NWS-10.4 Reduce the proportion of children and adolescents aged 2 to 19 years who are considered obese

National Data Source
National Health and Nutrition Examination Survey (NHANES); Centers for Disease Control and Prevention, National Center for Health Statistics (CDC/NCHS)
Changed Since the Healthy People 2020 Launch
Baseline (Year)
16.1 (2005-2008)
Target-Setting Method
10 percent improvement
Number of persons aged 2 to 19 years with a BMI at or above the sex-and age-specific 95th percentile from the CDC Growth Charts; United States
Number of persons aged 2 to 19 years
Data Collection Frequency
Comparable Healthy People 2010 Objective
Adapted from HP2010 objective
Leading Health Indicator
Nutrition, Physical Activity, and Obesity


Methodology Notes

The NHANES obtains measured weights in an examination gown and heights without shoes. BMI is calculated by dividing weight in kilograms by the square of height in meters. Children and adolescents with a BMI at or above the sex-and age-specific 95th percentile based on the 2000 CDC growth charts are considered obese.

Caveats and Limitations
Obesity is generally defined as excess body fat. However, since excess body fat is difficult to measure directly, obesity is often defined as excess body weight adjusted for height as measured by BMI or age and sex specific BMI percentiles for children and adolescents. BMI will be used as a proxy for obesity in children and adolescents until a better measure is developed. Clinical assessment and other markers should be considered when determining a child’s overall health and development. Among children, the marked BMI changes that occur with growth and development make it necessary to specify a high BMI relative to children of the same sex and age.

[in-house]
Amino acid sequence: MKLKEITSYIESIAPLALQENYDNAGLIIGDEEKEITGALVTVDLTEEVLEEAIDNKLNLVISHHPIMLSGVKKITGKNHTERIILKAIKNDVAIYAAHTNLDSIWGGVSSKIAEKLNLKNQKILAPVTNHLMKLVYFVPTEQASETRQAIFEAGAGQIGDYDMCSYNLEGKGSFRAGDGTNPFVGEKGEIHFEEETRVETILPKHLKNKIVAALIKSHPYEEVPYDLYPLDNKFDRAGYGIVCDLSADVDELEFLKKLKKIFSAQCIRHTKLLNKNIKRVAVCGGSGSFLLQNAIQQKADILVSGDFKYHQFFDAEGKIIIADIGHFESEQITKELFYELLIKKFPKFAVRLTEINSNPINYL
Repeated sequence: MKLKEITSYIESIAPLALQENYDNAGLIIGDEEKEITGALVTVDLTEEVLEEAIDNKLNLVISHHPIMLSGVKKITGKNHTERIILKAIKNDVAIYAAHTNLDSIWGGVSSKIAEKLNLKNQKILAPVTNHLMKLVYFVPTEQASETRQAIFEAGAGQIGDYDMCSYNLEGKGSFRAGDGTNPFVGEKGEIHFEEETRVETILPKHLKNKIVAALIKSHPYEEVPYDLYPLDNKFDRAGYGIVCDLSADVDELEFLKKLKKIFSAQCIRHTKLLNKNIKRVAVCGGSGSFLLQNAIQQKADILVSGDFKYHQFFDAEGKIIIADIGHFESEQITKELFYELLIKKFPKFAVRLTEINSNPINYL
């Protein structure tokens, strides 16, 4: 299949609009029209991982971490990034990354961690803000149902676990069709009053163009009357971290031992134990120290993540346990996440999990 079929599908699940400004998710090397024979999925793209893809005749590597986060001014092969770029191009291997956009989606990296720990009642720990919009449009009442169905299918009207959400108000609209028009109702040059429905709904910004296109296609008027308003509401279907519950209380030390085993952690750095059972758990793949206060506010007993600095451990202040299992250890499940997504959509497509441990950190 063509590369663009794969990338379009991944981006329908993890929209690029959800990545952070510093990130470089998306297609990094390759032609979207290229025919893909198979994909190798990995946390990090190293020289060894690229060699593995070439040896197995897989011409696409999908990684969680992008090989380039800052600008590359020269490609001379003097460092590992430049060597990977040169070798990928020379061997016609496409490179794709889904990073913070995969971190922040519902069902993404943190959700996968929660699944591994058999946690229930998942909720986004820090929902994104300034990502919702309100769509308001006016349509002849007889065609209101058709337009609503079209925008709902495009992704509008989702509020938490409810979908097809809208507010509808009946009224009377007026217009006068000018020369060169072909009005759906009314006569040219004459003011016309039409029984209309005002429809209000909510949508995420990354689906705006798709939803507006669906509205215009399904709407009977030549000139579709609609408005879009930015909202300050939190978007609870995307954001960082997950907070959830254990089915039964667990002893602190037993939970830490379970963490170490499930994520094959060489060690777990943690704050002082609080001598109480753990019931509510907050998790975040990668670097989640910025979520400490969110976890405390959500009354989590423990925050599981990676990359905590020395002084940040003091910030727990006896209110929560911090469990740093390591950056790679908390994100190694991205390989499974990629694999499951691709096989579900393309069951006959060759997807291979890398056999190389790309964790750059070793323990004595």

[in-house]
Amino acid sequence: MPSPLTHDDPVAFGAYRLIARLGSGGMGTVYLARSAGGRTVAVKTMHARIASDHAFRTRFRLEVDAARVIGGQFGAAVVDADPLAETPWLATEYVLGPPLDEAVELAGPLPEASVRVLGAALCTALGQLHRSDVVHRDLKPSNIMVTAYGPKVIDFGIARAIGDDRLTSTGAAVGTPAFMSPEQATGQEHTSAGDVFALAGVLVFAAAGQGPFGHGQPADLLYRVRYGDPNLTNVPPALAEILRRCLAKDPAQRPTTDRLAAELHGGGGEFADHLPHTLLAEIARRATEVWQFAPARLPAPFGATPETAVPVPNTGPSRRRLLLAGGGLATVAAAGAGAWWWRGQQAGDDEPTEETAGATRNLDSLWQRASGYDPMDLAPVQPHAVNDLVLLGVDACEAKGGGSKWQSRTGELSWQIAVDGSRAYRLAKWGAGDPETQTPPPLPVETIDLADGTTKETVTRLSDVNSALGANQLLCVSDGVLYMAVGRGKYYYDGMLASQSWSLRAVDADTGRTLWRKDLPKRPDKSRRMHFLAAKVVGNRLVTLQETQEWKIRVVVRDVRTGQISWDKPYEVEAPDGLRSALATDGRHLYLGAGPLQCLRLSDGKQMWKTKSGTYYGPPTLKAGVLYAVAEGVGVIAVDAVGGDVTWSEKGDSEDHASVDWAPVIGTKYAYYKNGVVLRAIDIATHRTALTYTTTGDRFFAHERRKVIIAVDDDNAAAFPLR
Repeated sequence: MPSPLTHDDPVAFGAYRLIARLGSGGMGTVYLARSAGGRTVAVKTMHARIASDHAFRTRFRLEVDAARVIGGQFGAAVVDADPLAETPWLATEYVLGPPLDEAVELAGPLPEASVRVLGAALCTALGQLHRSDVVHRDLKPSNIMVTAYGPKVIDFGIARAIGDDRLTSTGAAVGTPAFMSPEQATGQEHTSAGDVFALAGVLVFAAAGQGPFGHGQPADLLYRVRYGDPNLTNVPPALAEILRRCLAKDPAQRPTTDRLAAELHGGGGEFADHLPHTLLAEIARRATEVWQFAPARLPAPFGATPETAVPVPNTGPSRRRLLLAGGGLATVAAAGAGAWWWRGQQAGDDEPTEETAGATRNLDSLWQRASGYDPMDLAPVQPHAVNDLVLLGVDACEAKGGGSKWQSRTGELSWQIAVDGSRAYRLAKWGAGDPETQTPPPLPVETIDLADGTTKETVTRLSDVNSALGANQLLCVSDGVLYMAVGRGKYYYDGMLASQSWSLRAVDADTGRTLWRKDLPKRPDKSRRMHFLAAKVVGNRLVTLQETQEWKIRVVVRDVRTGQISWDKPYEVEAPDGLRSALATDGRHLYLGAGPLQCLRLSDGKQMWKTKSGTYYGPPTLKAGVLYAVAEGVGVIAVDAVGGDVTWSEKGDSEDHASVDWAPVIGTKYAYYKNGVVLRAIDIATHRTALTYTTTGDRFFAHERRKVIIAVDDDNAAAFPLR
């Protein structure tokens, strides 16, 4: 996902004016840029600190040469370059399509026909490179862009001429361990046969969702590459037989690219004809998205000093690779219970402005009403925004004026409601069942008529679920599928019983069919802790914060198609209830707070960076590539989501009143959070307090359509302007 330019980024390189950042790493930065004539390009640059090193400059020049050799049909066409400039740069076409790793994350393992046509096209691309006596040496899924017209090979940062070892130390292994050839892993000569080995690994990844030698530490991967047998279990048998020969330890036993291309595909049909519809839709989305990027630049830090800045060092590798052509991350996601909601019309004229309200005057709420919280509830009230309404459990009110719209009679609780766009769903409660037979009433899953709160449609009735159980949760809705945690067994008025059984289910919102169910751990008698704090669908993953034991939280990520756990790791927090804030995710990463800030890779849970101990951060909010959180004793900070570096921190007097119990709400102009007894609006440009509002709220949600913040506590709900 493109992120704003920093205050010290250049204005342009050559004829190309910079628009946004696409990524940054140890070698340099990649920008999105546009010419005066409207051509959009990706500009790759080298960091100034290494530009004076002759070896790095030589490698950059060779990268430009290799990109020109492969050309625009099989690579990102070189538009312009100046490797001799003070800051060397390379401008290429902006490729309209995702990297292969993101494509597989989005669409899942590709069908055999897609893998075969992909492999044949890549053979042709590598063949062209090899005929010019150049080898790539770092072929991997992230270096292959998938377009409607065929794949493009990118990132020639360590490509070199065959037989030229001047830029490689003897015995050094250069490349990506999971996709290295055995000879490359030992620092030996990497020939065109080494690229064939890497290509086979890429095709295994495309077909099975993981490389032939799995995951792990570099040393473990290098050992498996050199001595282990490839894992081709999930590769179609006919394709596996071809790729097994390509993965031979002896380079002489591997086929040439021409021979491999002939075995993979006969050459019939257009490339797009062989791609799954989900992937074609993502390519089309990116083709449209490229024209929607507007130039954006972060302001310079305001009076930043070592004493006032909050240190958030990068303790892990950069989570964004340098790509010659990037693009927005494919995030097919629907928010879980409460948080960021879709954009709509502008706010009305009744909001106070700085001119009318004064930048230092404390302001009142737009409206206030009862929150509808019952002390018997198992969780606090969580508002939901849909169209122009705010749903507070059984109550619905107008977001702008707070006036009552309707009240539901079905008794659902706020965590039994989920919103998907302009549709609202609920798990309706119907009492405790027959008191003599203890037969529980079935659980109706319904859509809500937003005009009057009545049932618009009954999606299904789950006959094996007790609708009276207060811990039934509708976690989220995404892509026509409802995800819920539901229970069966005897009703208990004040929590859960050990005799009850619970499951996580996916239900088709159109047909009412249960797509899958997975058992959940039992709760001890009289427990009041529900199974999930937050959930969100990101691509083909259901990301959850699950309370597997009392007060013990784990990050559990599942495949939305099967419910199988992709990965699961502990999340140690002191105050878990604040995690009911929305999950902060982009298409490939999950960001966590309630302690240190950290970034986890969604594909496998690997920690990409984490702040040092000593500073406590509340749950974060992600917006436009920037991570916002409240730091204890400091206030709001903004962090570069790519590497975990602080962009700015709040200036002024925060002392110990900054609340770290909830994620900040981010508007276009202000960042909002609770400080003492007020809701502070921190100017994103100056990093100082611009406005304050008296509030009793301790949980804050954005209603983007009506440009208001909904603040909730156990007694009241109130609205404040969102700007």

Trend Issues
Two-year data are used as a placeholder to provide the latest data available and will be replaced with four-year data when available. Two-year and four-year data are not comparable. Two-year estimates are generally less stable and reliable than four-year estimates.
Description of Changes Since the Healthy People 2020 Launch

The original baseline was revised from 16.1 to 16.2 due to a change in the methodology. Obesity was originally coded based on the calculated BMI variable which is rounded in NHANES. To be consistent with NHANES reports, instead of using the calculated BMI variable, BMI is now computed directly from the weight and height variables. The target was proportionately adjusted from 14.6 to 14.5 based on the origianl target setting method.

Changes Between HP2010 and HP2020
This objective differs from Healthy People 2010 objective 19-3c in that the age group tracked for obesity in children was expanded from 6–19 years to 2–19 years.

References and More Information

  1. CDC Growth Charts
  2. Troiano, R.P., and Flegal, K.M. Overweight children and adolescents: Description, epidemiology, and demographics. Pediatrics 101:497-504, 1998.
  3. U.S. Department of Health and Human Services. The Surgeon General’s Vision for Health and Fit Nation, Rockville, MD: U.S. Department of Health and Human Services, Office of the Surgeon General, January 2010.